Charles Adolphus Williams MBE was an English professional footballer who was one of the first black players in British football after the Second World War, and later became Britain’s first well-known black stand-up comedian.
Williams often poked fun at his color, dabbled with race issues and mostly the jokes were at his own expense. Interviewed in 1992, Lenny Henry described what happened when he started out as a teenage comedian in the mid-1970s: “Charlie told a lot of ‘darkie jokes’. ‘I’ve been left in the oven too long’ or ‘I’m perspiring a lot, I’m leaking chocolate’ – which were very stupid and very immature. I remember doing a show in Hull and a guy shouting out ‘Oi! You’ve got to do jokes like Charlie Williams. That’s the kind of thing we expect from black comedians up here’.
Williams was born in Royston, a small mining village near Barnsley, West Riding of Yorkshire. His father, also Charles, had come to Britain in 1914 from Barbados and enlisted in the Royal Engineers.
After the First World War, his father settled in Royston, where he sold groceries from a horse and cart, and married a local woman, Frances Cook. His father had been forced to give up his job as a greengrocer as a result of trench foot acquired in France and depended on National Assistance.
After leaving school aged 14, Williams worked at Upton Colliery during the Second World War, a reserved occupation. He played football for the colliery team, before turning professional, and signing for Doncaster Rovers in 1948, aged 19. A center-half, he played for the first team in 1950, but then remained in the reserves until 1955, when he became an established first team player for four years. He played 171 times for Rovers in total, but scored only one goal, in a Second Division game away to Barnsley on 24 March 1956.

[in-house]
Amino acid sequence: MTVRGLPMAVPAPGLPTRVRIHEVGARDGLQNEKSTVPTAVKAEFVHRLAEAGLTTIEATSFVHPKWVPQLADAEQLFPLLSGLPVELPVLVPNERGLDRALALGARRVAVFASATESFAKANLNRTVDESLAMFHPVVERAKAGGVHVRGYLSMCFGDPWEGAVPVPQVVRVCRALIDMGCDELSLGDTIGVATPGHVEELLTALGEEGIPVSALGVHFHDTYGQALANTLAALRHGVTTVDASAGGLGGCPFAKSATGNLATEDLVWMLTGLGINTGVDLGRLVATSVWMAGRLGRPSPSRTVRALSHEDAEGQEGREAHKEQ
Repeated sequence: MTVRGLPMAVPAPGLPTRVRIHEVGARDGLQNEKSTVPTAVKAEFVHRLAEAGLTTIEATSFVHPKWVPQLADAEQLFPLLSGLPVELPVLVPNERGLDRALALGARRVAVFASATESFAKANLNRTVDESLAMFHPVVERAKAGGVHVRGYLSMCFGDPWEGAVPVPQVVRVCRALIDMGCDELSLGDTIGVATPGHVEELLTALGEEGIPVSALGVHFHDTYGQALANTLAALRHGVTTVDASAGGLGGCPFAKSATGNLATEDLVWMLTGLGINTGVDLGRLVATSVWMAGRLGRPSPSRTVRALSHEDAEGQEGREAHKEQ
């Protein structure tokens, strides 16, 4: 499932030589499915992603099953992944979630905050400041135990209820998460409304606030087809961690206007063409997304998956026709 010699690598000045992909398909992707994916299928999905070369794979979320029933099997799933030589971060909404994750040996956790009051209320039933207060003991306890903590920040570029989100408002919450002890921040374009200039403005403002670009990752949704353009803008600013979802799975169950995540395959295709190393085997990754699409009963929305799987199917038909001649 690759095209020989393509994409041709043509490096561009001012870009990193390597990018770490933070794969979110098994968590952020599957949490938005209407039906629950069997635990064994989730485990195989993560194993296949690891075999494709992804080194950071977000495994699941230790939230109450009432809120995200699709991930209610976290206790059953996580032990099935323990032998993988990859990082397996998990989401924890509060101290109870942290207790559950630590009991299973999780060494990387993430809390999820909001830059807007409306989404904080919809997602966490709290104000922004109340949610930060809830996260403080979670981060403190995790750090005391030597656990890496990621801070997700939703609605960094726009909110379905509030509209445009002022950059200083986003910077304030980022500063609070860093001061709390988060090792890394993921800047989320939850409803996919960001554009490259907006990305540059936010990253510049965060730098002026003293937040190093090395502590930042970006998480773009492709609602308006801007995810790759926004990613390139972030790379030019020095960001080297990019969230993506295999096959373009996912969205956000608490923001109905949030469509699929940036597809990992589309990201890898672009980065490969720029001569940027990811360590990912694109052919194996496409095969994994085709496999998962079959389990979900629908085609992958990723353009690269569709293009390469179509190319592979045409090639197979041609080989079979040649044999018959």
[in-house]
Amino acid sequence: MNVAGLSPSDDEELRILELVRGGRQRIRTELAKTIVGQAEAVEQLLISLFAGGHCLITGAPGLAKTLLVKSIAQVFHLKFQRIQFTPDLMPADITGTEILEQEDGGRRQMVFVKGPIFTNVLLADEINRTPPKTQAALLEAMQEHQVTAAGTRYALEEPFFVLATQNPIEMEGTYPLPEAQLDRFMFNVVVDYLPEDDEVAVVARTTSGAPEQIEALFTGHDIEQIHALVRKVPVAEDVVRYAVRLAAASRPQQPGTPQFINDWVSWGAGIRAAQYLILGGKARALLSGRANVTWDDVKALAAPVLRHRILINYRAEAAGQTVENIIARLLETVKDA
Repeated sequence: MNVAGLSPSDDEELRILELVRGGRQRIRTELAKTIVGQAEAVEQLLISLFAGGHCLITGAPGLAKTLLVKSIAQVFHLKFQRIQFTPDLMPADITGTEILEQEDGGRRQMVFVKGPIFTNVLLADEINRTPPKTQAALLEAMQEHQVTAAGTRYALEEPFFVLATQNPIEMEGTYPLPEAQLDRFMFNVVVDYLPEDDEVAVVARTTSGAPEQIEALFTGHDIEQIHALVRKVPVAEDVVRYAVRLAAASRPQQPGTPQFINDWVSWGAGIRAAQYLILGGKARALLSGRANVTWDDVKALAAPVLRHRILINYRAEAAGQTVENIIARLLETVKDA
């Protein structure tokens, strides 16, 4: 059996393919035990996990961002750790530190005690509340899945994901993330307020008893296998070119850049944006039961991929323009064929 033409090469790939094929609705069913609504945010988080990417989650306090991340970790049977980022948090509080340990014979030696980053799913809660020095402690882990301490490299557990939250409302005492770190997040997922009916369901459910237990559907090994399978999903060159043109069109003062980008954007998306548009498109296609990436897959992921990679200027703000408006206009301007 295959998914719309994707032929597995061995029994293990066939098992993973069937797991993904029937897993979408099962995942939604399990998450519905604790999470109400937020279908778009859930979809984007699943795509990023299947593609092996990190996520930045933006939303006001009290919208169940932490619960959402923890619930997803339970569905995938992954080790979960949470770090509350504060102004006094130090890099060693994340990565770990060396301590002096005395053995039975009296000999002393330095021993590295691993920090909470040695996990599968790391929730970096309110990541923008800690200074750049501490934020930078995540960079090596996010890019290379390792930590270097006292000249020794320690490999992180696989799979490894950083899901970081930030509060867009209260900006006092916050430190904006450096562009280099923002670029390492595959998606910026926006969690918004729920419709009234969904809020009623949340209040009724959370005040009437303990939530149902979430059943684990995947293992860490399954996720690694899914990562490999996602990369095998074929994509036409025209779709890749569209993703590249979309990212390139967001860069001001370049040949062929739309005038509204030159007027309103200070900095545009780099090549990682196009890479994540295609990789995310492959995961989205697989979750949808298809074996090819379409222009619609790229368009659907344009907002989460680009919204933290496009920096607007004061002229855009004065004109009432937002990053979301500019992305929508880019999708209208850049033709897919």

As a comedian, Williams became famous from his appearances on Granada Television’s The Comedians and ATV’s The Golden Shot, delivering his catchphrase, “me old flower” in his broad Yorkshire accent. Williams tried his hand as a singer in local working men’s clubs, but it was his comic chat between the songs that was best received, so he decided to move into comedy full-time. He eventually became Britain’s first well-known black television comedian.
By the late 1970s and early 1980s, his brand of humor was becoming old-fashioned, and his career declined. He caused offense to some, and praised by others, for defending the Robertson’s Golliwog trademark, and for saying that immigrants to the United Kingdom should conform to the British way of life. He retired after a final tour in 1995.